A long, long time ago, I worked for Paddy. I was in my gap year and he was Liberal Education Spokesman. I wanted to work in Parliament for the experience (or, as my mother put it, to do something other than lie in bed seeing as how I had taken a year off) and Olly Grender, who worked for my own MP, Matthew Taylor, managed to get me a place with a really interesting MP (I'm sure she didn't mean it as a dig against MT).
As these things go, halfway through my time there, the merger happened and the new Party was in search of it's first leader. Paddy duly stood and the office expanded rather alarmingly. Having been myself, Alison (now Mrs Adrian Sanders) and a wonderful bloke called Tony who worked for the teaching union AMMA and who did research on the Education Bill, there were now lots of others. These included the late, great Harriet Smith, Tim Clement-Jones, Virginia Morck, Cathy Bakewell - who went on to lead Somerset CC - and several American interns.
Also on the scene, although not in the office, were the two people who helped Paddy with his speeches. They were Liz Lynne - who helped with the vocal side of things - and Max Atkinson. Max is a truly wonderful speechwriter. Not only are his speeches fantastic, but he had a great way of explaining why one thing would work and another wouldn't. He was the exact opposite of the 'because I say so' person who is all too prevalent in politics.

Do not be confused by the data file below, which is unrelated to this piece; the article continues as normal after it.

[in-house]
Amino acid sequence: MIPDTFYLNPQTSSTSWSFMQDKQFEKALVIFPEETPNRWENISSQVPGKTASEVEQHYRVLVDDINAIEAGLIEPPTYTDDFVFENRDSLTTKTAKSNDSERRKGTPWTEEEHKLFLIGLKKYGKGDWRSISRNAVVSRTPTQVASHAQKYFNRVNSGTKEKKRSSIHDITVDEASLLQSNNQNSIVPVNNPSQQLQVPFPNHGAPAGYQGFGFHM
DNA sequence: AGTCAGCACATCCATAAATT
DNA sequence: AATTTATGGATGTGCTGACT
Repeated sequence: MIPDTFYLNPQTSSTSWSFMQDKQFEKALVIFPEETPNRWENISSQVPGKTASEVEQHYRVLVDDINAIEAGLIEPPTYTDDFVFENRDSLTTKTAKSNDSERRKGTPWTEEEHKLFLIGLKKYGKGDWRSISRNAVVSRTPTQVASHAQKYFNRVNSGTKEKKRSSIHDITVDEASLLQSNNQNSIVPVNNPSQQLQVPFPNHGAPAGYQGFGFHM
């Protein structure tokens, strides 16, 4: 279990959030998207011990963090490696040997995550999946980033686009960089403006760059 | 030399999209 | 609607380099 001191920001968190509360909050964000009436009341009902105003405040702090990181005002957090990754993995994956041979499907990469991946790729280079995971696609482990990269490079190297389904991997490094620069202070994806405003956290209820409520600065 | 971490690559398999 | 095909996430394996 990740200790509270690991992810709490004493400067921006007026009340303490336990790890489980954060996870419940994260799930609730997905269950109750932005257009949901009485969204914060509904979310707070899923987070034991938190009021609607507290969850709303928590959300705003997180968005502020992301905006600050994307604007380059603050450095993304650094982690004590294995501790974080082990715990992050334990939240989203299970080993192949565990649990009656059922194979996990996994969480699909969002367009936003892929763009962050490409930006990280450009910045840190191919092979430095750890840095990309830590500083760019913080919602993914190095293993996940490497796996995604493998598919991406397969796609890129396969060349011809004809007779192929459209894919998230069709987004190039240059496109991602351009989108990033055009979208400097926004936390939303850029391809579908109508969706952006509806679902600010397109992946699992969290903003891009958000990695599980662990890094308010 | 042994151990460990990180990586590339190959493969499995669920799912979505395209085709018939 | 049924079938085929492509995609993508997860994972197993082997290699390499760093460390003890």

Fast forward a few years and I was asked by a company to present a training course on speechwriting. In the course of bringing together my own thoughts and researching what others had written, I came across Max's book Lend Me Your Ears. It is one of the best guides to how to put together a speech and why some things work and others don't that I have come across. Particularly strong is the section on rhetoric. Max explains that rhetoric is not a dirty word but the science of crafting speeches that appeal to the listener. In ancient greek times, rhetoric was taught as a subject to students (so it really ought to be an -ology). In simple language, it's about how to put together soundbites (except that this too is now a dirty word).
So I would advise any politician, aspiring or existing, to do two things:
First, read Lend Me Your Ears - it's quite cheap and available on Amazon (don't forget to go there via the LD link)
Second, read Max's blog. It's a fascinating dip into the science (and art) of speechwriting and speech making.